Tweeting the death of his mother
Goodbyes and Grief in Real Time
Scott Simon’s first Twitter message about his mother, dated July 16, squeezed a universal story involving heartbreak and humor into 21 words. He wrote: “Mother called: ‘I can’t talk. I’m surrounded by handsome men.’ Emergency surgery. If you can hold a thought for her now … ”
Posted by Jill Fallon at August 1, 2013 11:15 AM
The ellipsis hinted that he’d have more to say later, and he did. “We never stop learning from our mothers, do we?” he asked on July 25. By then his mother, Patricia Lyons Simon Newman, 84, had spent several nights in the intensive care unit of a Chicago-area hospital. And Twitter users around the world were getting to know her, thanks to the short bursts of commentary by Mr. Simon, the host of “Weekend Edition Saturday” on NPR.
The tweets captured the attention of a significant portion of the social-media world for days.
Mr. Simon wrote on Monday morning that “her passing might come any moment,” and that evening it did, when she died after being treated for cancer. Borrowing from “Romeo and Juliet,” he wrote, “She will make the face of heaven shine so fine that all the world will be in love with night,” and then stopped tweeting for half a day.
“When I began to tweet, I had almost no thought that this was going to be my mother’s deathbed,” Mr. Simon said in a telephone interview on Wednesday, after the outpouring of emotion — his Twitter audience’s as well as his own — had made national headlines. His mother, he said, had originally gone into the hospital for a blood test.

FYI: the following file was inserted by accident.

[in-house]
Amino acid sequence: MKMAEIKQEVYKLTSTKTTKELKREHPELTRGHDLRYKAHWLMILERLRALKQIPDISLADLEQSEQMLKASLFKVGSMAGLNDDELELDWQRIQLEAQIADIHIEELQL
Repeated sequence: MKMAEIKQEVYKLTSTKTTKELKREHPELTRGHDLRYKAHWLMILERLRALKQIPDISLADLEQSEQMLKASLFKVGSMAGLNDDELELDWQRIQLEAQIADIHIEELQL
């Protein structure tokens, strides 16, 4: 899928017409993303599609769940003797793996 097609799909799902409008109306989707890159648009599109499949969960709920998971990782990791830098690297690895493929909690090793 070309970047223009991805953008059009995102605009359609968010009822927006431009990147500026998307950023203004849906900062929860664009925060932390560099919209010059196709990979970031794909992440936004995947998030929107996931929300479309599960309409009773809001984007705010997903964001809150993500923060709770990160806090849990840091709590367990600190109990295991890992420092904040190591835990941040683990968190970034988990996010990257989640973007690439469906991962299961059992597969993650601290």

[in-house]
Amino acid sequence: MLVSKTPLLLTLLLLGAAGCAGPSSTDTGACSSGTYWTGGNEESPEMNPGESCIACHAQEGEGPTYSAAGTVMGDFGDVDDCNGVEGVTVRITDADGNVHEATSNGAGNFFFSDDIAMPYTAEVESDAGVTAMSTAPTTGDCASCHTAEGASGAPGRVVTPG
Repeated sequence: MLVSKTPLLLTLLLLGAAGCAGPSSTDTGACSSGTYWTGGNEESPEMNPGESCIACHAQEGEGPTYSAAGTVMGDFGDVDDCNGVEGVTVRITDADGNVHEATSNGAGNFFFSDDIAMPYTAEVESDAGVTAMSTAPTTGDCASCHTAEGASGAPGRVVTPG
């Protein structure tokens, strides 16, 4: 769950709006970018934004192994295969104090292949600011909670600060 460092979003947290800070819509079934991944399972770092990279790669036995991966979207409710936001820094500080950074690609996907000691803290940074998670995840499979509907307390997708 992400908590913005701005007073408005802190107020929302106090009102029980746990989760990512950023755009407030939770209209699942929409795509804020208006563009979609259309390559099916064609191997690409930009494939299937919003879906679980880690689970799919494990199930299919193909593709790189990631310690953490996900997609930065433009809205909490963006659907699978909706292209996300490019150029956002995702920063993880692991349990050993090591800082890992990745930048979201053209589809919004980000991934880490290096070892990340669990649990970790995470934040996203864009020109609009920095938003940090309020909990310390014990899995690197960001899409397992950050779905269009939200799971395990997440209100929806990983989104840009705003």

“As it got more serious, she was just so marvelously entertaining and insightful,” he said. “I found it irresistible.”
Mr. Simon said he wanted people to know that “I wasn’t holding my mother in my arms and tweeting with my free hand.”
He added: “As you may know, an incurable illness like this is a lot like war. There are moments of panic and anxiety, separated by hours of tedium.”
Sometimes Ms. Newman gave Mr. Simon, and by extension some of his 1.2 million Twitter followers, a reason to smile or chuckle: “Believe me,” she told him on Saturday, “those great deathbed speeches are written ahead of time.” Sometimes, she seemed to want Mr. Simon to share bits of advice. On Sunday, he encapsulated this thought from his mother: “Listen to people in their 80s. They have looked across the street at death for a decade.”